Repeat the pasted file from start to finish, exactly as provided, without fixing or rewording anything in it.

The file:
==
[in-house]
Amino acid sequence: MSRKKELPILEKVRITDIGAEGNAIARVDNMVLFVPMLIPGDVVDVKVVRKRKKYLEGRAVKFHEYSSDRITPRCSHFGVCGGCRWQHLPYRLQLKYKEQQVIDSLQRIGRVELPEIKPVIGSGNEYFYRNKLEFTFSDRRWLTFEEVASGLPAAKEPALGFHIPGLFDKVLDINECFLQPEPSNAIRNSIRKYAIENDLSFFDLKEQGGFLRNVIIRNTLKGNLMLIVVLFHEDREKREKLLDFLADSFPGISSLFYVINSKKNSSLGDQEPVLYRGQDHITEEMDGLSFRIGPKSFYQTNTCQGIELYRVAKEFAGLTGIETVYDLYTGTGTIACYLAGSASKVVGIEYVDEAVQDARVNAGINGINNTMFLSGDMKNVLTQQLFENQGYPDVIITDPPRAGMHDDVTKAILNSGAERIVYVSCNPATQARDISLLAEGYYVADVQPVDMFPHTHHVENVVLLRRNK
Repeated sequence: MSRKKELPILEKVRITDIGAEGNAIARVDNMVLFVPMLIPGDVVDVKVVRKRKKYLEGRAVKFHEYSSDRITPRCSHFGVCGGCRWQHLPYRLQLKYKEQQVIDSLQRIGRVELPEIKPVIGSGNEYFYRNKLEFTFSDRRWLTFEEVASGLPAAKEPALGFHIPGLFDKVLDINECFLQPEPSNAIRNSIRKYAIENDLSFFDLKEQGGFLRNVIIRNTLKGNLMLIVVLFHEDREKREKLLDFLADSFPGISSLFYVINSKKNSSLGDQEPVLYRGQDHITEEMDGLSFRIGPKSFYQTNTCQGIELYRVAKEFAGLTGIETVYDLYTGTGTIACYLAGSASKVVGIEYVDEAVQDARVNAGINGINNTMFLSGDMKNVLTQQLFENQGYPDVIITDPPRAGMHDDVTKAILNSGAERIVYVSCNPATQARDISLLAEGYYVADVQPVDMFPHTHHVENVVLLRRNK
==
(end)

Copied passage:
[in-house]
Amino acid sequence: MSRKKELPILEKVRITDIGAEGNAIARVDNMVLFVPMLIPGDVVDVKVVRKRKKYLEGRAVKFHEYSSDRITPRCSHFGVCGGCRWQHLPYRLQLKYKEQQVIDSLQRIGRVELPEIKPVIGSGNEYFYRNKLEFTFSDRRWLTFEEVASGLPAAKEPALGFHIPGLFDKVLDINECFLQPEPSNAIRNSIRKYAIENDLSFFDLKEQGGFLRNVIIRNTLKGNLMLIVVLFHEDREKREKLLDFLADSFPGISSLFYVINSKKNSSLGDQEPVLYRGQDHITEEMDGLSFRIGPKSFYQTNTCQGIELYRVAKEFAGLTGIETVYDLYTGTGTIACYLAGSASKVVGIEYVDEAVQDARVNAGINGINNTMFLSGDMKNVLTQQLFENQGYPDVIITDPPRAGMHDDVTKAILNSGAERIVYVSCNPATQARDISLLAEGYYVADVQPVDMFPHTHHVENVVLLRRNK
Repeated sequence: MSRKKELPILEKVRITDIGAEGNAIARVDNMVLFVPMLIPGDVVDVKVVRKRKKYLEGRAVKFHEYSSDRITPRCSHFGVCGGCRWQHLPYRLQLKYKEQQVIDSLQRIGRVELPEIKPVIGSGNEYFYRNKLEFTFSDRRWLTFEEVASGLPAAKEPALGFHIPGLFDKVLDINECFLQPEPSNAIRNSIRKYAIENDLSFFDLKEQGGFLRNVIIRNTLKGNLMLIVVLFHEDREKREKLLDFLADSFPGISSLFYVINSKKNSSLGDQEPVLYRGQDHITEEMDGLSFRIGPKSFYQTNTCQGIELYRVAKEFAGLTGIETVYDLYTGTGTIACYLAGSASKVVGIEYVDEAVQDARVNAGINGINNTMFLSGDMKNVLTQQLFENQGYPDVIITDPPRAGMHDDVTKAILNSGAERIVYVSCNPATQARDISLLAEGYYVADVQPVDMFPHTHHVENVVLLRRNK